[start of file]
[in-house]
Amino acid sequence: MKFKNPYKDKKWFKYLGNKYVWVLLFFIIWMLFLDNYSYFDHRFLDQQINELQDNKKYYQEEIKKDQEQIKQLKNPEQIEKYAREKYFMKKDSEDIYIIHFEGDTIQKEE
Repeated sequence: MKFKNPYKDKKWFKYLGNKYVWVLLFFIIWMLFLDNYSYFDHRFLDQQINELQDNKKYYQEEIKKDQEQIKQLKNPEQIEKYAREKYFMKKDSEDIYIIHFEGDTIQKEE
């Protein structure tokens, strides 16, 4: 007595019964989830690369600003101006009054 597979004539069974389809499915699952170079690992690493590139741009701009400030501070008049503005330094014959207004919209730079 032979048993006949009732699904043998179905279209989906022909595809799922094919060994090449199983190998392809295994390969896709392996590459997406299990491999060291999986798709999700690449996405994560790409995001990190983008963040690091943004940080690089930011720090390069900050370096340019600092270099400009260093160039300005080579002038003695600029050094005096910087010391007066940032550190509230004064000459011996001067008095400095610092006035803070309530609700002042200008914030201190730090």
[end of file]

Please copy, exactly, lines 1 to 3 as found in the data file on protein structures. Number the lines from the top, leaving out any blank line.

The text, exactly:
[in-house]
Amino acid sequence: MKFKNPYKDKKWFKYLGNKYVWVLLFFIIWMLFLDNYSYFDHRFLDQQINELQDNKKYYQEEIKKDQEQIKQLKNPEQIEKYAREKYFMKKDSEDIYIIHFEGDTIQKEE
Repeated sequence: MKFKNPYKDKKWFKYLGNKYVWVLLFFIIWMLFLDNYSYFDHRFLDQQINELQDNKKYYQEEIKKDQEQIKQLKNPEQIEKYAREKYFMKKDSEDIYIIHFEGDTIQKEE